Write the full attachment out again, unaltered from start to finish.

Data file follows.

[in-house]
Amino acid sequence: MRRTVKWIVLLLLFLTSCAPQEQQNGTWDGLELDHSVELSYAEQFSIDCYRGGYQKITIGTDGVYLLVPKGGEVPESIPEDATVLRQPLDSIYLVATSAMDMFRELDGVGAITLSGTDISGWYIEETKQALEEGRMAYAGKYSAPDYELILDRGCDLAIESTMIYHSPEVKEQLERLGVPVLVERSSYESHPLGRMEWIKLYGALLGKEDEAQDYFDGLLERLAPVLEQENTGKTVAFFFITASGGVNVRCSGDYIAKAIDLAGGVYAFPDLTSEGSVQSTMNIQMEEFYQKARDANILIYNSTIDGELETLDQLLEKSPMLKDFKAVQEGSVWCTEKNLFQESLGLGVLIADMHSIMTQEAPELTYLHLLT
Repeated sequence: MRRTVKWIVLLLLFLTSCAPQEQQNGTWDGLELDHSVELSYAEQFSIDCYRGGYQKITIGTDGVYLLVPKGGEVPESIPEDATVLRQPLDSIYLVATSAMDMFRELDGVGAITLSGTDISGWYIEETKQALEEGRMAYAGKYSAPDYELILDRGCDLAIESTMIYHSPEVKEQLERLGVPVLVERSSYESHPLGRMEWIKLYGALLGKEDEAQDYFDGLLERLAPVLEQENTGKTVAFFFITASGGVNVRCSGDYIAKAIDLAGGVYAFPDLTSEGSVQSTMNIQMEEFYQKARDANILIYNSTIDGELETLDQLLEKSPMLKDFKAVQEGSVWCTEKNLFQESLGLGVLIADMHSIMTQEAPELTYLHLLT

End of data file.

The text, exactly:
[in-house]
Amino acid sequence: MRRTVKWIVLLLLFLTSCAPQEQQNGTWDGLELDHSVELSYAEQFSIDCYRGGYQKITIGTDGVYLLVPKGGEVPESIPEDATVLRQPLDSIYLVATSAMDMFRELDGVGAITLSGTDISGWYIEETKQALEEGRMAYAGKYSAPDYELILDRGCDLAIESTMIYHSPEVKEQLERLGVPVLVERSSYESHPLGRMEWIKLYGALLGKEDEAQDYFDGLLERLAPVLEQENTGKTVAFFFITASGGVNVRCSGDYIAKAIDLAGGVYAFPDLTSEGSVQSTMNIQMEEFYQKARDANILIYNSTIDGELETLDQLLEKSPMLKDFKAVQEGSVWCTEKNLFQESLGLGVLIADMHSIMTQEAPELTYLHLLT
Repeated sequence: MRRTVKWIVLLLLFLTSCAPQEQQNGTWDGLELDHSVELSYAEQFSIDCYRGGYQKITIGTDGVYLLVPKGGEVPESIPEDATVLRQPLDSIYLVATSAMDMFRELDGVGAITLSGTDISGWYIEETKQALEEGRMAYAGKYSAPDYELILDRGCDLAIESTMIYHSPEVKEQLERLGVPVLVERSSYESHPLGRMEWIKLYGALLGKEDEAQDYFDGLLERLAPVLEQENTGKTVAFFFITASGGVNVRCSGDYIAKAIDLAGGVYAFPDLTSEGSVQSTMNIQMEEFYQKARDANILIYNSTIDGELETLDQLLEKSPMLKDFKAVQEGSVWCTEKNLFQESLGLGVLIADMHSIMTQEAPELTYLHLLT